What Do Those Food Labels Mean Anyway: An Examination Of Words Like ‘Non-GMO,’ ‘Organic, and ‘Natural’

‘Non-GMO, Organic and All-Natural:’ What On Earth Do Our Food Labels Mean Anyway?

There’s no two ways around it: we live in a deceitful age.

Blame politics, blame advertising, blame the internet–the truth is we can’t escape from a certain amount of flat-out bullshit in our lives. You could go so far as to say that if modern humans were fish, bullshit would be the medium we swim in.

And as more and more people become aware of how unhealthy our Western diet really is and attempt to make the switch to healthier choices, the food industry is playing catch-up, trying to jump on that lucrative healthy food train.

And the results are sometimes laughable, sometimes rage-inducing, sometimes puzzling.

Spotted recently: club soda proudly labeled “Gluten-free!”

Well…what, did you guys used to make your soda out of wheat?

Anyway, amusement aside, there is real danger lurking beneath the shiny, optimistic labels claiming to contain healthy food beneath. Here are a few examples of how the food industry may be fooling you with weasel words.

Non-GMO – As concerns continue to rise and the word spreads on the dangers of
eating foods grown under a strict regimen of treatment with cancer-causing glyphosate–and also what the rise of GMO crops may bring in terms of long-term consequences for the planet and for our long-term ability to raise food on our own–more and more people reach for the ‘Non-GMO’ label instinctively. But just because something is non-GMO doesn’t mean it is healthy. For instance, fruits, veggies and eggs labeled “non-GMO” are not necessarily free from pesticides, antibiotics, other chemicals, and a concern for animal welfare and sustainability. Every time someone buys a product so labeled that is unhealthy, a corporate lawyer gets his wings.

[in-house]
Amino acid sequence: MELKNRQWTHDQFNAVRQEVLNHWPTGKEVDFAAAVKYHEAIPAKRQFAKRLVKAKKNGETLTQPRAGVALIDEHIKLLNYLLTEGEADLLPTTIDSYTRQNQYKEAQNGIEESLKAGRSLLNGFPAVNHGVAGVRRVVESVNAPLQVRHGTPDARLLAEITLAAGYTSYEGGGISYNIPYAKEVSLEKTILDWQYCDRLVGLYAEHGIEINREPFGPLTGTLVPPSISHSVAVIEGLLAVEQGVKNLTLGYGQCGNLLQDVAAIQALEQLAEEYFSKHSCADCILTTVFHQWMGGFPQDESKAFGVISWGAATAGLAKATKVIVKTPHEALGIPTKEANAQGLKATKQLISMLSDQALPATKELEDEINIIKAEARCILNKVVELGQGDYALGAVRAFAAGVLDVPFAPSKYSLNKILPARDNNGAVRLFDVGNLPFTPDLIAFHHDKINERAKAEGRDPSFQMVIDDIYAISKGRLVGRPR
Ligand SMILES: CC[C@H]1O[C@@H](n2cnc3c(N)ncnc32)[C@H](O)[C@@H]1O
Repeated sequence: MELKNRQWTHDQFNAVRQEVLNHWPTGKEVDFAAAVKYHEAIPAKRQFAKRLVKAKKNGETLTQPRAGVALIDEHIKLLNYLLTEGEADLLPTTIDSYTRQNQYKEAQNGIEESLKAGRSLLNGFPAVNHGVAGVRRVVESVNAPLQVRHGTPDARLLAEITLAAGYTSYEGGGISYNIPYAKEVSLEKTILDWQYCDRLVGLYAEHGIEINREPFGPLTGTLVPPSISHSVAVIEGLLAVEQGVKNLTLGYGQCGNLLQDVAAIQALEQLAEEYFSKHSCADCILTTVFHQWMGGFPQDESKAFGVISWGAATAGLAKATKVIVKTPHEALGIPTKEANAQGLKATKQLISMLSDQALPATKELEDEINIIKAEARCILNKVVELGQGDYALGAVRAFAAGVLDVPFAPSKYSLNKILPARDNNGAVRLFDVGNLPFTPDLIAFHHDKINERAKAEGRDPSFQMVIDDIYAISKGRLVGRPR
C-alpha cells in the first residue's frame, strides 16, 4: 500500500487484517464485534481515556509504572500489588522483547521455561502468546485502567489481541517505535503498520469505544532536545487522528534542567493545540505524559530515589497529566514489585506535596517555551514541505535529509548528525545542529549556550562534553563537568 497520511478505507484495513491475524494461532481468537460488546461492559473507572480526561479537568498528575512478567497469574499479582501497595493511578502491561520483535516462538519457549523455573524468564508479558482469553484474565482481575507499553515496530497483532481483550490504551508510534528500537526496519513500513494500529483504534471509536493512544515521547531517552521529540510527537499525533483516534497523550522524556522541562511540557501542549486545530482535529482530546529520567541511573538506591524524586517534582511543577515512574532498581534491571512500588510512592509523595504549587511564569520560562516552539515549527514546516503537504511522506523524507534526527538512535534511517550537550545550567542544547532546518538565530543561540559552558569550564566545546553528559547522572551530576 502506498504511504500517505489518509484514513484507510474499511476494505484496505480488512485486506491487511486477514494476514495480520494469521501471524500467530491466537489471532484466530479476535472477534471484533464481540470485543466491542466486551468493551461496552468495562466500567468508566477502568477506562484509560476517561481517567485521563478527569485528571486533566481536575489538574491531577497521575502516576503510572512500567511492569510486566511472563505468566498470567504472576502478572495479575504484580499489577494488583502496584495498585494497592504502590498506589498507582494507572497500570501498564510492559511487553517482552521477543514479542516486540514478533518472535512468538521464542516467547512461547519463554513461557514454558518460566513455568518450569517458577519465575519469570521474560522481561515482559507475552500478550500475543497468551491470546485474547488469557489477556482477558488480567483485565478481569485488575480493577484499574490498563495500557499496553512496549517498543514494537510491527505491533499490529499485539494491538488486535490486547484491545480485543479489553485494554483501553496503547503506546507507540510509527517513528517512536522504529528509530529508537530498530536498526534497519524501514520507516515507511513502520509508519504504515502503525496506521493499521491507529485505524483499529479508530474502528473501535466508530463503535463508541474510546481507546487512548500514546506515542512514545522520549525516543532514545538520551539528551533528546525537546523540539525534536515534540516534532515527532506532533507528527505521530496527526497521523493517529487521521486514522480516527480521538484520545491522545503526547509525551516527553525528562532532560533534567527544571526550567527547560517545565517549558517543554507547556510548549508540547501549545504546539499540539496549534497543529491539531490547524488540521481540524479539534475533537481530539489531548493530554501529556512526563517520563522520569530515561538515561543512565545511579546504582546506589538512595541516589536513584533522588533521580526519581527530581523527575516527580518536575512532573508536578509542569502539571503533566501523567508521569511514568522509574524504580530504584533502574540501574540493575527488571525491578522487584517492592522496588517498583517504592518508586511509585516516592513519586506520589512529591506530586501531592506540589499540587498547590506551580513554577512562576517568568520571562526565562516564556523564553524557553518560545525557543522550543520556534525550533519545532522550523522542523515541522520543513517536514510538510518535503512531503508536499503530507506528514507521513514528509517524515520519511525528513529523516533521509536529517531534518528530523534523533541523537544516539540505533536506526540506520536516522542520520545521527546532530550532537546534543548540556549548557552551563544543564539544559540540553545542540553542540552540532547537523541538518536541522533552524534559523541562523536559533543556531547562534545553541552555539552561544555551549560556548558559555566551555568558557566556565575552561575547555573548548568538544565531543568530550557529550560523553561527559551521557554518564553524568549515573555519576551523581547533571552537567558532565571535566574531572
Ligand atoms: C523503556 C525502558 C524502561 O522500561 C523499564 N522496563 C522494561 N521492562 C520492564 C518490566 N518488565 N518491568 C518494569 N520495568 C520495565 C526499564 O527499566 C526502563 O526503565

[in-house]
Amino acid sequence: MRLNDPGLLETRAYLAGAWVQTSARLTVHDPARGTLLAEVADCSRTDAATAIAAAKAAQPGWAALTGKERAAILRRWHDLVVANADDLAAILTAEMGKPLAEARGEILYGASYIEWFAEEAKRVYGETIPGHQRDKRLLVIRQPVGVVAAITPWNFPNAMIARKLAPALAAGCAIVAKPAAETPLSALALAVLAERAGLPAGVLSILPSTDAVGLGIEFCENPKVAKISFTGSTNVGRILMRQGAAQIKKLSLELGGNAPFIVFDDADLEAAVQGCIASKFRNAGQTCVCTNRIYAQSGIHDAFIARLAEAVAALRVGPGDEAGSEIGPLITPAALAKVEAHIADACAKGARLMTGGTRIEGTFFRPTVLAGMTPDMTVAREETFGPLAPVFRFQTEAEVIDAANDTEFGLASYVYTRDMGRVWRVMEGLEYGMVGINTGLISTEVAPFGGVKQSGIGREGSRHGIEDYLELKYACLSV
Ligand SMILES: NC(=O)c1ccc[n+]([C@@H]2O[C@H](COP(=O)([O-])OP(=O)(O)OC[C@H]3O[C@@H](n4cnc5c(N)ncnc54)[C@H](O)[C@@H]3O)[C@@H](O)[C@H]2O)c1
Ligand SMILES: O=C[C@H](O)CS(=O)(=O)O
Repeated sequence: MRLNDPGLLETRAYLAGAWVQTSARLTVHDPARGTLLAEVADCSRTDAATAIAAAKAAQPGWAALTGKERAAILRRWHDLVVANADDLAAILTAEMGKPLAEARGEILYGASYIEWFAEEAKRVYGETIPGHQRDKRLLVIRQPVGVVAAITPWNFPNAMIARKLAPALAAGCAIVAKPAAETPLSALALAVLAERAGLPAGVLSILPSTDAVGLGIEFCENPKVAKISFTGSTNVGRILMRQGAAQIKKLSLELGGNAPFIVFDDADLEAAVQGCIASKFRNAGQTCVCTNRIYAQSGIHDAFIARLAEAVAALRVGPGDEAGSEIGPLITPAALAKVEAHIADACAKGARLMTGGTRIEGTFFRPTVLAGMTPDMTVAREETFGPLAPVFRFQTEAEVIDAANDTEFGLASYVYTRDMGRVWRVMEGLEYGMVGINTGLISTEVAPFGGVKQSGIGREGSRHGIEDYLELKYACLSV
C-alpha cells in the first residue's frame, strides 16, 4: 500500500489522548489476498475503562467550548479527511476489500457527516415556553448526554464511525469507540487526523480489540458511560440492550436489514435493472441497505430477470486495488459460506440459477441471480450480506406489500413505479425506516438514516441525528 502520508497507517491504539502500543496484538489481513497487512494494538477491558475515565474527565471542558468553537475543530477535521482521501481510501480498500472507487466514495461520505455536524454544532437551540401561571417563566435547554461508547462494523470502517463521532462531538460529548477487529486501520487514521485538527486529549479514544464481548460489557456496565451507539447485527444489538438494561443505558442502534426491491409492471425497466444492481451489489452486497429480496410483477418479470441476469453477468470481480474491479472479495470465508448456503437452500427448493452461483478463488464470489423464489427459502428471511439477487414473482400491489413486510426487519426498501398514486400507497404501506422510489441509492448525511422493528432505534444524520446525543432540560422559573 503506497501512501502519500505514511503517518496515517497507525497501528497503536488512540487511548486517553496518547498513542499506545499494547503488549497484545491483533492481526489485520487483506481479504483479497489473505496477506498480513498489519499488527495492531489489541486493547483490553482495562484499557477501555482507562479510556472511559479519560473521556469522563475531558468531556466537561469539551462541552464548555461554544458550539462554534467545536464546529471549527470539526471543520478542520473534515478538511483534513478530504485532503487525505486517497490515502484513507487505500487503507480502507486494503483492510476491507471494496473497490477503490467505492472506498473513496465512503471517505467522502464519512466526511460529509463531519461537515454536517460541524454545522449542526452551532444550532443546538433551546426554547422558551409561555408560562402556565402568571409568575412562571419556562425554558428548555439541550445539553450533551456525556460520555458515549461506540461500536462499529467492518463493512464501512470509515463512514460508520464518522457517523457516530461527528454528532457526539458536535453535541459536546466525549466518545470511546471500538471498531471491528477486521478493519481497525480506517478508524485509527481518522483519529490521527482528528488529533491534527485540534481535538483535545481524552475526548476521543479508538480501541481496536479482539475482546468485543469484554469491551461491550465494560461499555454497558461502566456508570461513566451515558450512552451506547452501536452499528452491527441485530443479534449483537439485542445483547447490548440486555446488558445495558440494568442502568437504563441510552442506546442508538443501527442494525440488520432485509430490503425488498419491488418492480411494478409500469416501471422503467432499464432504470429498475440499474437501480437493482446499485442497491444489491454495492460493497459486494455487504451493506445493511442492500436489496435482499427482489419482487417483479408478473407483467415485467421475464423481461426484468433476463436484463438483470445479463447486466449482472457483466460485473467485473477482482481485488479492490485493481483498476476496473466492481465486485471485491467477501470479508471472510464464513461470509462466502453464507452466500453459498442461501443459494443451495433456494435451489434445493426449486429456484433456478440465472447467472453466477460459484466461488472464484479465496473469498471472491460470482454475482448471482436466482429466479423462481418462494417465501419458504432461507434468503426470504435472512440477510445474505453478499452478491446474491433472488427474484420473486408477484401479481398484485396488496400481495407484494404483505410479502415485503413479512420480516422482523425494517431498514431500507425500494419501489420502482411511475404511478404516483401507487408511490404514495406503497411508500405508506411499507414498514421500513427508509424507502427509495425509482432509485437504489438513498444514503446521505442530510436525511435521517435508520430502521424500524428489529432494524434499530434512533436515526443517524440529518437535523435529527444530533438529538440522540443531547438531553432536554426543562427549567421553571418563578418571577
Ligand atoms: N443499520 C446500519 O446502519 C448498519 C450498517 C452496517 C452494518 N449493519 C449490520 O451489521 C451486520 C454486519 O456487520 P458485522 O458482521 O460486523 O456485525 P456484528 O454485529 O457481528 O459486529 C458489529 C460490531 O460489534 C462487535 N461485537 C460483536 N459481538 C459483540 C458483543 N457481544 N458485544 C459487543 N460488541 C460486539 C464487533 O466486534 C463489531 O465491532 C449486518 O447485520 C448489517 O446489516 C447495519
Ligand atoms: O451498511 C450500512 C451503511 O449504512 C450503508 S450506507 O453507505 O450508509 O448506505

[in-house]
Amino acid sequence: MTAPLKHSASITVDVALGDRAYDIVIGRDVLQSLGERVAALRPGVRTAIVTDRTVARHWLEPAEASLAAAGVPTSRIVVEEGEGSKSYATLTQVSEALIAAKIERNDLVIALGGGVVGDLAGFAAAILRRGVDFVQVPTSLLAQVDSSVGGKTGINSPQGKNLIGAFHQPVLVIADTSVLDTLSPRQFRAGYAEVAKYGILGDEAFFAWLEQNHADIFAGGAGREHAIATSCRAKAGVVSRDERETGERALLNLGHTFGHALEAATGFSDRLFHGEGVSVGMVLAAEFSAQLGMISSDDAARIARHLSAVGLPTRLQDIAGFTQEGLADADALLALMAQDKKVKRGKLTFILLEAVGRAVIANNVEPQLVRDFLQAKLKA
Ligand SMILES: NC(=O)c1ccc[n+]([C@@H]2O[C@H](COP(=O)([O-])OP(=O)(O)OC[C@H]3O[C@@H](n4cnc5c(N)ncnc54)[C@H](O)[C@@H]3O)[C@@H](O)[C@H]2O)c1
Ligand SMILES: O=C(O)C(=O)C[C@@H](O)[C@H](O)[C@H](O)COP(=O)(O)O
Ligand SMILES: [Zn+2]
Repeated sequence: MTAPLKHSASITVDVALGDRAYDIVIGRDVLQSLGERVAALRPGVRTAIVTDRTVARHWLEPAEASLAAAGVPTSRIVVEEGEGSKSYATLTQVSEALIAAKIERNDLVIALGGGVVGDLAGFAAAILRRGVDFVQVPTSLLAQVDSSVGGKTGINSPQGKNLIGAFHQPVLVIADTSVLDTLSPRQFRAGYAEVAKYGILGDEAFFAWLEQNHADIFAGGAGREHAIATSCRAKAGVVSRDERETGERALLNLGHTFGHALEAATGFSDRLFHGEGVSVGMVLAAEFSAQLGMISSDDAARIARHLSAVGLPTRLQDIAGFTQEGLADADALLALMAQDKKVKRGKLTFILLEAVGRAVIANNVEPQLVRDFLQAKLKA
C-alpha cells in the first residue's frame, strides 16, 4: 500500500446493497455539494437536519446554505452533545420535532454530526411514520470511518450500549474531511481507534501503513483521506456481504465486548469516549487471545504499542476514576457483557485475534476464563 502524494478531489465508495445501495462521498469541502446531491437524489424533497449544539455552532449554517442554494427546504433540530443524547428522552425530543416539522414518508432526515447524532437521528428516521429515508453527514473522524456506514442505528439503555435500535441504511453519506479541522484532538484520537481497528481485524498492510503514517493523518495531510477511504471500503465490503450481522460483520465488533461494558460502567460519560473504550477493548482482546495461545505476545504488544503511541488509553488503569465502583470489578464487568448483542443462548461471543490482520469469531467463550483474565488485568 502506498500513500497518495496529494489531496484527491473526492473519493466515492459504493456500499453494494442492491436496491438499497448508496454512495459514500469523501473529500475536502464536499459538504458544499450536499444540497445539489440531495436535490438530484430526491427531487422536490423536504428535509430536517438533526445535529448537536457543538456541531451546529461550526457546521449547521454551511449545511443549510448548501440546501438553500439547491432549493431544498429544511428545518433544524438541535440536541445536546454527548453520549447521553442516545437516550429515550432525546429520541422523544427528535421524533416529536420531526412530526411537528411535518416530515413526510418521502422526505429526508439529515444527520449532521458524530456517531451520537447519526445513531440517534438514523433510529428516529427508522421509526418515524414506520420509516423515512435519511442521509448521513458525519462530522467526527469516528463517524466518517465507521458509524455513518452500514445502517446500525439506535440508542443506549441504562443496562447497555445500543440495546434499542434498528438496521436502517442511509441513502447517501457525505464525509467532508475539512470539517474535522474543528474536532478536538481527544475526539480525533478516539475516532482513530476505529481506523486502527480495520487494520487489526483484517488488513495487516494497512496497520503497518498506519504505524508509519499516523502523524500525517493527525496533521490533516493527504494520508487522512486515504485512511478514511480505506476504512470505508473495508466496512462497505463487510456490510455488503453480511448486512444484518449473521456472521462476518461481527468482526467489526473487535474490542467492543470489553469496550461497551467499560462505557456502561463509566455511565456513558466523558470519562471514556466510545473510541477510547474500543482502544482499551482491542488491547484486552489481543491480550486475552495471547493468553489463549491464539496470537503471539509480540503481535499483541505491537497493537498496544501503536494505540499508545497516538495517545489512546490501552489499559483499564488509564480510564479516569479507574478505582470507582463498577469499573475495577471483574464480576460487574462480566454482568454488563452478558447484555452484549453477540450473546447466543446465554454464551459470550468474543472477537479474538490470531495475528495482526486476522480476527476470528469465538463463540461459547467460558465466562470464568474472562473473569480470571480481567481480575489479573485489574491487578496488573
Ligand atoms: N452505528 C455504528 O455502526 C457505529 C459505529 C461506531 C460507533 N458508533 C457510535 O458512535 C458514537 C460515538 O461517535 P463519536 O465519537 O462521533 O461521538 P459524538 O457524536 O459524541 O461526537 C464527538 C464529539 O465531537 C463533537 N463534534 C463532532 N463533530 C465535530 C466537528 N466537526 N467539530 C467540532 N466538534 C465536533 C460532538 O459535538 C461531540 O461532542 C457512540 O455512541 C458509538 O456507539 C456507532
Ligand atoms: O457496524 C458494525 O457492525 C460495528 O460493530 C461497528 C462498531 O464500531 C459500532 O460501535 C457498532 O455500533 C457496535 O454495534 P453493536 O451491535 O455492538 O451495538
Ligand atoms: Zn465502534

Organic – Speaking of, there are few things to know about how the U.S. Department of Agriculture defines ‘organic.’ Wait, you say: when I buy something that says ‘Certified Organic,’ complete with that awesomely official USDA logo, I can’t be sure it is really organic?

Here’s the requirements on being able to slap a “certified organic” label on your product: it must contain at least 95 percent organic–meaning that up to 5 percent of that food can be non-organic, sprayed with god knows what chemicals, made of god knows what products.

For “Made with Organic Ingredients” is even more obfuscatory: that label requires a mere 70 percent of the food so labeled be organic–so 30 percent of it can be medical waste for all you know.

And then there’s…

Natural, All-Natural, 100% Natural – How to put it gently: these words mean literally nothing in terms of labeling your food. There are no government restrictions on how or when to use this word and variations thereon. In 2008 foods labeled in some permutation of “Natural” generated over $22 billion in sales, up ten percent from the previous year. And it has only risen since. That should tell you all need to know about the word “Natural” as it relates to food.

The bottom line is this: How can you really know what you’re eating if labels mean nothing? You can thank your government slaves of Big Agriculture money for this mess.

It’s about time somebody cleaned it up.

Know Your Labels: The Important Difference Between Non-GMO and Organic


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